What If 'Catfish' Happened in the '90s? Let's Take a Journey Through Pen Pal Letters on Lisa Frank Stationary
Catfish, MTV's strangely addicting TV show about real and fake people on the Internet, is such a millennial thing. Think about it. The show is built all around the Internet. Without it, these people wouldn't be able to communicate with one another, and dupe each other with fake profiles and pictures. In this current decade, catfishing is a thing, but I don't know if it would have been in the '90s, when everyone was busy reading American Girl books, playing with pogs, and, well, not having the Internet. Can you even imagine what Catfish would have looked like in the '90s?
First off, catfishing someone back then would have been incredibly difficult. Or easy, depending on how you look at it. Remember way back in like, fourth grade, when your teacher made you pair up with an overseas pen pal and it lasted for maybe three months and then you just gave up? Because you were actually hand-writing them notes and that's hard (admit it, that's so damn hard). Can you even imagine getting to the point in that pen pal relationship when you would have a solid reason to believe that your pen pal was lying? How would you even bring that up to your mom without sounding insane at age nine?
Or better yet, all those silly ridiculous chain-mail things that used to arrive in droves. Like, here's someone 15 states away, send them a letter/book/postcard from your hometown. I can't be the only one who remembers these absurd things from the '90s. Those pen pal chain-mail letters were simply replaced by MySpace, which is basically the same annoying equivalent of it.
So, let's pretend that this is the '90s (something I tend to do frequently), and we need Nev and Max's help to wade through the treacherous waters of our Catfish pen pal.
To help set the mood, here's a picture of a tiny little Max in the early '90s.
And a picture of a young adult Nev in the late '90s.
Instead of Facebook messages, Tinder messages, and Snapchats, can you even imagine trying to comb through pages and pages of letters on Lisa Frank stationary? And you'd KNOW something was up if suddenly the Painting Panda paper changed.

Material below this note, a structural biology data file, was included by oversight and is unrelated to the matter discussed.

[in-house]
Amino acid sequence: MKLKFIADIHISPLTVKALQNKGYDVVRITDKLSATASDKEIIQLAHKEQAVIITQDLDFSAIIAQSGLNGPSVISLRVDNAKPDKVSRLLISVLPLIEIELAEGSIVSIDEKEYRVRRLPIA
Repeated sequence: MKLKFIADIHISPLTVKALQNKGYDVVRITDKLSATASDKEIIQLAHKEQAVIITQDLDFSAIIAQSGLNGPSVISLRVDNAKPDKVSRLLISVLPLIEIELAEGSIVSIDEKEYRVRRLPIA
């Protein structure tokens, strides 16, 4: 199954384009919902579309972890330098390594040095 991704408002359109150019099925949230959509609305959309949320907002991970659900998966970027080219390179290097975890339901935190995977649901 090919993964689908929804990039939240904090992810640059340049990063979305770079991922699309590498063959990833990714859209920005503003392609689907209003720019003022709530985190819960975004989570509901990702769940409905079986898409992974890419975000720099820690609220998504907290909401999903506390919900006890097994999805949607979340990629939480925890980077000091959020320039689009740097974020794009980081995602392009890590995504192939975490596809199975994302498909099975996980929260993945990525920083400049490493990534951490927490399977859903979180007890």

Lots of times, Catfish meet-ups — those first to face moments — happen at coffee shops, mom and pop restaurants, and internet cafes. In the '90s, they would have happened at Discovery Zone (RIP).
Or Chuck E. Cheese. Can you imagine instead of trying to meet someone on a bench in the middle of a seemingly abandoned park, you have to climb through the ball pit and into the play tunnel to meet whoever has been ghosting you on the internet?
You'd meet up with your Catfisher, and from the 3x5" school picture that they mailed you, you'd expecting them to look something like this:
Only to have your expectations completely shattered.
Not only that, but there's a camera crew following you the entire time. Max tapes everything on a tiny little camera that fits into his back pocket — the '90s didn't have that. And I'm sure the rest of the Catfish camera grew uses the best, high-tech equipment to film the series. However in the '90s, everything was the size of a small brick and just as heavy. So there'd be a team of 15 people, all holding absurdly large equipment, following you guys everywhere. And then at the end of the night, to review it all, you'd trek back to your hotel room and pop in the VHS.
Also, let's not forget that you'd totally be dressed in your favorite oversized sweatshirt, denim skirt, leggings, leg warmers, and floppy hat. And your Catfish bae would probably be dressed in the same contrasting thing, too.
You know, this doesn't actually sound like the worst idea in the world. Last season, Catfish invited along celebrities. Maybe this season we could get an entire throwback episode, where Nev and Max have to dress in Hammer pants the entire time. Something tells me MTV would totally support this idea, too.
Images: MTV, Kadeen Griffiths; buzzfeed,